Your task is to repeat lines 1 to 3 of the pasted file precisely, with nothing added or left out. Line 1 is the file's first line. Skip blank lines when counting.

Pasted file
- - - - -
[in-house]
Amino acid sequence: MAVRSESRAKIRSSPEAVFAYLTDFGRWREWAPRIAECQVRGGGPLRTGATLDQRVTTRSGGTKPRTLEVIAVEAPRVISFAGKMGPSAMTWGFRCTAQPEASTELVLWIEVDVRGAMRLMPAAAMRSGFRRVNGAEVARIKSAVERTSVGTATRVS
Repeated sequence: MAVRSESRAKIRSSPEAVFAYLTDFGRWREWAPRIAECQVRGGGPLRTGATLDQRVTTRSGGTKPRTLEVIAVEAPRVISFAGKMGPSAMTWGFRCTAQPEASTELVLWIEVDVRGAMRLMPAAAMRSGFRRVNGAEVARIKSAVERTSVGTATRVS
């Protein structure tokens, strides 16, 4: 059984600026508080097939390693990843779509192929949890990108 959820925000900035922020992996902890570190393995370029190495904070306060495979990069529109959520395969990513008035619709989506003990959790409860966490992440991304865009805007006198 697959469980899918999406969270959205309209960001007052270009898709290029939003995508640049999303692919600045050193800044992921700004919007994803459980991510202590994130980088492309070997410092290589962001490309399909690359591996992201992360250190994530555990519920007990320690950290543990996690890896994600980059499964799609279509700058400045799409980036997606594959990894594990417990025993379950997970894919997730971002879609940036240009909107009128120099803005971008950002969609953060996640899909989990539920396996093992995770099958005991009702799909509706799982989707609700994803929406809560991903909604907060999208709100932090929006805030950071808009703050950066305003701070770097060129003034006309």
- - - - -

[in-house]
Amino acid sequence: MAVRSESRAKIRSSPEAVFAYLTDFGRWREWAPRIAECQVRGGGPLRTGATLDQRVTTRSGGTKPRTLEVIAVEAPRVISFAGKMGPSAMTWGFRCTAQPEASTELVLWIEVDVRGAMRLMPAAAMRSGFRRVNGAEVARIKSAVERTSVGTATRVS
Repeated sequence: MAVRSESRAKIRSSPEAVFAYLTDFGRWREWAPRIAECQVRGGGPLRTGATLDQRVTTRSGGTKPRTLEVIAVEAPRVISFAGKMGPSAMTWGFRCTAQPEASTELVLWIEVDVRGAMRLMPAAAMRSGFRRVNGAEVARIKSAVERTSVGTATRVS